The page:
Accountable care organizations face a persistent conundrum. They're expected to reduce overall healthcare costs by coordinating care: minimizing ineffective or duplicative services and maximizing communication among the various members of each patient's care team. They may not make money unless they can coordinate effectively.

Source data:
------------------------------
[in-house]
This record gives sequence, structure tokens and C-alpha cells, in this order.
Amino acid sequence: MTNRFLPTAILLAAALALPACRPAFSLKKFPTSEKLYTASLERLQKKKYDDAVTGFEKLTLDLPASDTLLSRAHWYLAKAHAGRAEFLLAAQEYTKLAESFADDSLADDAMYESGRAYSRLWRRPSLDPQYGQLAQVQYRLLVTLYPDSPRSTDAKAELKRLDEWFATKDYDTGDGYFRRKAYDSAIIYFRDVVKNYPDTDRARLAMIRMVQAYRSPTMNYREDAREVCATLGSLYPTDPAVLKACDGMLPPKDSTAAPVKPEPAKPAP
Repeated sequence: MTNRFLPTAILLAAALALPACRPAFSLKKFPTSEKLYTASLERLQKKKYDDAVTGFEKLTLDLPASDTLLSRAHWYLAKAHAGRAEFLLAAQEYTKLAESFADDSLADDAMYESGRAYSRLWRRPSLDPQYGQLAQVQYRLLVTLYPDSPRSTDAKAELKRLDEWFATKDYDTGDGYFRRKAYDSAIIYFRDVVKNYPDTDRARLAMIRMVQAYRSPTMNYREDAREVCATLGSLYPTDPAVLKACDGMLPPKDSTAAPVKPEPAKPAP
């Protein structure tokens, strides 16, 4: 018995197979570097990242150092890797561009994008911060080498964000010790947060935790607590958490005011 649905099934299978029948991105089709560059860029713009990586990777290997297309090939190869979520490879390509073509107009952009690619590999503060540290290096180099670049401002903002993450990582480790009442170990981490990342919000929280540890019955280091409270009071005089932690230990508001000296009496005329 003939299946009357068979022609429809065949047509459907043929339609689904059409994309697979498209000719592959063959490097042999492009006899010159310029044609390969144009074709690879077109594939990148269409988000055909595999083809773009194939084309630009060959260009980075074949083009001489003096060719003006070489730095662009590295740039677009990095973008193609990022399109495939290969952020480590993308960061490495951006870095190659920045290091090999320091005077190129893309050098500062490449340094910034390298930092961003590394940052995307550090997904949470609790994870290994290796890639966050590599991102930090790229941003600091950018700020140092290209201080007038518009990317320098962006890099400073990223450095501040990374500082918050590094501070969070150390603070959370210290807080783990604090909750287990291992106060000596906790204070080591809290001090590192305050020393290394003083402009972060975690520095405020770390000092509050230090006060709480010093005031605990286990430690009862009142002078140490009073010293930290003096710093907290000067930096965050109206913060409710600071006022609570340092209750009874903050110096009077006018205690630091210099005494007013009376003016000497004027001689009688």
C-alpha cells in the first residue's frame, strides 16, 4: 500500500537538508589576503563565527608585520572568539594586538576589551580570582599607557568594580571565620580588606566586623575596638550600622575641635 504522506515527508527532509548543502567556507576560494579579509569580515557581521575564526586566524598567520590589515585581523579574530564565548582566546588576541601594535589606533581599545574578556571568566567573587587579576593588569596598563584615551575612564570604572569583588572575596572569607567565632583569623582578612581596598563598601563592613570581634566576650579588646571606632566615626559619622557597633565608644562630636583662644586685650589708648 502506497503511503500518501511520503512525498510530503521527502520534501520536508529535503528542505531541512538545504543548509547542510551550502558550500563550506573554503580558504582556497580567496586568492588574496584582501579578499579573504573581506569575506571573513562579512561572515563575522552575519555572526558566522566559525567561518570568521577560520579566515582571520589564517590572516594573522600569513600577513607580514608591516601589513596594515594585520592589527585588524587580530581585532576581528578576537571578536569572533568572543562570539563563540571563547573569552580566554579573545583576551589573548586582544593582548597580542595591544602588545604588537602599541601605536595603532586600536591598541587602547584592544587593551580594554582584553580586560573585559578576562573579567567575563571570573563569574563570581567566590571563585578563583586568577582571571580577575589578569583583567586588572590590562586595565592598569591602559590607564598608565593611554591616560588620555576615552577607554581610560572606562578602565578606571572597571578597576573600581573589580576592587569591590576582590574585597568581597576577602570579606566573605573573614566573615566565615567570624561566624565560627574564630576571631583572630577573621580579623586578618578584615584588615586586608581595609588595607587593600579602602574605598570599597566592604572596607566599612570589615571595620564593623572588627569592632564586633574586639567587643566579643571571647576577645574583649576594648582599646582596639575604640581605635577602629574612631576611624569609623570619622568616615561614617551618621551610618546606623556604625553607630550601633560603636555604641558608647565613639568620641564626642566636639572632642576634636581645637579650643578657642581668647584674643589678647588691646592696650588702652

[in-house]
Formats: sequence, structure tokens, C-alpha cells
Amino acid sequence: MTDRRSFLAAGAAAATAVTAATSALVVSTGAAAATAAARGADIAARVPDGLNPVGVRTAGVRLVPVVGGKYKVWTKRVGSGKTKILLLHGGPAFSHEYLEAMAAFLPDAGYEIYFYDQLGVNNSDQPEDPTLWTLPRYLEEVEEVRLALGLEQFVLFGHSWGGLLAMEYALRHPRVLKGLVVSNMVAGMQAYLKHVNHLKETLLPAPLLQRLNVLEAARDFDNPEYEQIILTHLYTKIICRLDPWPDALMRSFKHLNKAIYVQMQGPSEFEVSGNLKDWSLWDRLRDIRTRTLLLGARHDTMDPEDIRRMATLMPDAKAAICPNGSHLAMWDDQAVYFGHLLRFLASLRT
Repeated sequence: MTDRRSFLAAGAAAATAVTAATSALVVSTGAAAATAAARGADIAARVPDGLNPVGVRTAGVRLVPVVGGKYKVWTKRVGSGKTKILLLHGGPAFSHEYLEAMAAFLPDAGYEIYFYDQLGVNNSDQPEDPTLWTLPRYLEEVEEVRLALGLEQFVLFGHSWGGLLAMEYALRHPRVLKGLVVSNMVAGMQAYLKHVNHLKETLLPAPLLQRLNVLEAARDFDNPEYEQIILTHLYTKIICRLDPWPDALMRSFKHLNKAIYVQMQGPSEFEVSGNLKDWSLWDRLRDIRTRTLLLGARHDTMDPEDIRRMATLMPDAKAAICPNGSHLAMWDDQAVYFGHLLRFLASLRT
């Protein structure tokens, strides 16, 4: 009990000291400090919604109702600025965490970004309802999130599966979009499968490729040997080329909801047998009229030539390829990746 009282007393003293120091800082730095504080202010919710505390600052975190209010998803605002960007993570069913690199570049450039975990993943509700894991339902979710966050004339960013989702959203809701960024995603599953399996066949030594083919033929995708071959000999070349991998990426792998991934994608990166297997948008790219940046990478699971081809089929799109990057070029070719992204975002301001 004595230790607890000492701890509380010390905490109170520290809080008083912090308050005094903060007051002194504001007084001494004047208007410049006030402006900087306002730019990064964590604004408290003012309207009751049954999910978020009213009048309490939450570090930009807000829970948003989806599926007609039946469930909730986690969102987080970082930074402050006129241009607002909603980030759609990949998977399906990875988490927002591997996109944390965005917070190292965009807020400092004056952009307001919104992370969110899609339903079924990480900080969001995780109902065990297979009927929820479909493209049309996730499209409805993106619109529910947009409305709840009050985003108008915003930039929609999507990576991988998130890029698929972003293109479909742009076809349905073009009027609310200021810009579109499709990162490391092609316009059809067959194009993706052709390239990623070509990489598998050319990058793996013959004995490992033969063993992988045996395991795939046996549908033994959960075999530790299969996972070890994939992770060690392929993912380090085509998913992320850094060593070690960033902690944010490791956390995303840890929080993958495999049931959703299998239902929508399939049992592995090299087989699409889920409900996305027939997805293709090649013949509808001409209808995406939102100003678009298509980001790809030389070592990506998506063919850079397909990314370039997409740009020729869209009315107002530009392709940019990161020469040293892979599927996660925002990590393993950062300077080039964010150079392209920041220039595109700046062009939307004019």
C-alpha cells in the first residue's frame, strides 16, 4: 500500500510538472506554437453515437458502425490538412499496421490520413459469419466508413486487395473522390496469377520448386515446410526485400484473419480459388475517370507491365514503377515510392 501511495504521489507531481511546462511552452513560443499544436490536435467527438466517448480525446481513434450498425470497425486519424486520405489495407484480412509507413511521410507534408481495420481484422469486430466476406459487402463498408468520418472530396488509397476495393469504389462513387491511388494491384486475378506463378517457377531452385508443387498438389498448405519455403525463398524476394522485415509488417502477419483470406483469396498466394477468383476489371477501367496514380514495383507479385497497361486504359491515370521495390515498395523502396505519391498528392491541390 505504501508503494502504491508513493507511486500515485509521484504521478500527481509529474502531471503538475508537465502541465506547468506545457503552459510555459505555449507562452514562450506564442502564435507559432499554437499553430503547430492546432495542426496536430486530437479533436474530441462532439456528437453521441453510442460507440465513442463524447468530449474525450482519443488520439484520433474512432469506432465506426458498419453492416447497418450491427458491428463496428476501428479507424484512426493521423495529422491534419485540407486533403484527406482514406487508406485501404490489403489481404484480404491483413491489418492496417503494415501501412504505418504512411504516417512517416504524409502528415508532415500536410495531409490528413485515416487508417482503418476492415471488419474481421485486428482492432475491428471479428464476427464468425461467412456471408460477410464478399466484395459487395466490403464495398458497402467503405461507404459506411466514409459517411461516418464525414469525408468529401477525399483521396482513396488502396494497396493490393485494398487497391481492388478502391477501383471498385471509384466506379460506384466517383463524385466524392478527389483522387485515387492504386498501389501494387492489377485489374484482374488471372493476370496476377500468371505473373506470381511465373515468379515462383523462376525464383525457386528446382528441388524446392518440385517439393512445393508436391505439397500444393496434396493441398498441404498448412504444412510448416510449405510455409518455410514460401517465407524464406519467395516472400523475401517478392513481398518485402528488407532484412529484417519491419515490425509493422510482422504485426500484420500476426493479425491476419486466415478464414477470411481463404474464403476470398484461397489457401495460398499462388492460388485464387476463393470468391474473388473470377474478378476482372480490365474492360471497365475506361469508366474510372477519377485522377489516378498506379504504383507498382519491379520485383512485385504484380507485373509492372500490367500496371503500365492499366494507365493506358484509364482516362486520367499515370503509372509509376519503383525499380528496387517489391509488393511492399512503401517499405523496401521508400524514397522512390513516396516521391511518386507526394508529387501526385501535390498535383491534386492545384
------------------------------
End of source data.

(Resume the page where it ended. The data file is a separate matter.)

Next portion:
At the same time, under current federal ACO rules, providers have no leverage to keep their attributed ACO patients from seeking care outside their network, and they may not know until well after the fact. A June 2014 study of care patterns in 145 ACOs, published in the Journal of the American Medical Association, found that 66 percent of specialist visits took place outside the ACO's network.
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